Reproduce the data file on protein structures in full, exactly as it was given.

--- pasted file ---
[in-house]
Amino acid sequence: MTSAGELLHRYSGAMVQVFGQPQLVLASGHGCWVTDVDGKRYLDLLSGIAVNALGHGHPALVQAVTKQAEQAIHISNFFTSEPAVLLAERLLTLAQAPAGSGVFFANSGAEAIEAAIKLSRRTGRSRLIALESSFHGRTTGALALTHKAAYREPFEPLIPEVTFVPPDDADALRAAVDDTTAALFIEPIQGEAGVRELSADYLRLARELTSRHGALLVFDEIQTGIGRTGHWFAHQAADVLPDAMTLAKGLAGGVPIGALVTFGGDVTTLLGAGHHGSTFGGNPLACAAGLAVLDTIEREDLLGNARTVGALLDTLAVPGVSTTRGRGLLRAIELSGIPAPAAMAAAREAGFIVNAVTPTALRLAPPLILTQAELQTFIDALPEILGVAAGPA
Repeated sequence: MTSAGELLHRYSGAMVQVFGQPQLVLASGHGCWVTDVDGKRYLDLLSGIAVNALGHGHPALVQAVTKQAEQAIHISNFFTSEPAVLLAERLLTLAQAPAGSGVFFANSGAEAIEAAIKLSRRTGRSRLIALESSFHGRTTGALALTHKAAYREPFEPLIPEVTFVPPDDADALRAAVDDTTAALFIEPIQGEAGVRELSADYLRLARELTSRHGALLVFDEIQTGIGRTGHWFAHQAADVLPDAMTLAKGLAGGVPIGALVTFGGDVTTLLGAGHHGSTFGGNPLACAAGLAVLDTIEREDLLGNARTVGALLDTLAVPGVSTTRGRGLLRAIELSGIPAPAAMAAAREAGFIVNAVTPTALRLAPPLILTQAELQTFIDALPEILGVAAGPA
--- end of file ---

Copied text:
[in-house]
Amino acid sequence: MTSAGELLHRYSGAMVQVFGQPQLVLASGHGCWVTDVDGKRYLDLLSGIAVNALGHGHPALVQAVTKQAEQAIHISNFFTSEPAVLLAERLLTLAQAPAGSGVFFANSGAEAIEAAIKLSRRTGRSRLIALESSFHGRTTGALALTHKAAYREPFEPLIPEVTFVPPDDADALRAAVDDTTAALFIEPIQGEAGVRELSADYLRLARELTSRHGALLVFDEIQTGIGRTGHWFAHQAADVLPDAMTLAKGLAGGVPIGALVTFGGDVTTLLGAGHHGSTFGGNPLACAAGLAVLDTIEREDLLGNARTVGALLDTLAVPGVSTTRGRGLLRAIELSGIPAPAAMAAAREAGFIVNAVTPTALRLAPPLILTQAELQTFIDALPEILGVAAGPA
Repeated sequence: MTSAGELLHRYSGAMVQVFGQPQLVLASGHGCWVTDVDGKRYLDLLSGIAVNALGHGHPALVQAVTKQAEQAIHISNFFTSEPAVLLAERLLTLAQAPAGSGVFFANSGAEAIEAAIKLSRRTGRSRLIALESSFHGRTTGALALTHKAAYREPFEPLIPEVTFVPPDDADALRAAVDDTTAALFIEPIQGEAGVRELSADYLRLARELTSRHGALLVFDEIQTGIGRTGHWFAHQAADVLPDAMTLAKGLAGGVPIGALVTFGGDVTTLLGAGHHGSTFGGNPLACAAGLAVLDTIEREDLLGNARTVGALLDTLAVPGVSTTRGRGLLRAIELSGIPAPAAMAAAREAGFIVNAVTPTALRLAPPLILTQAELQTFIDALPEILGVAAGPA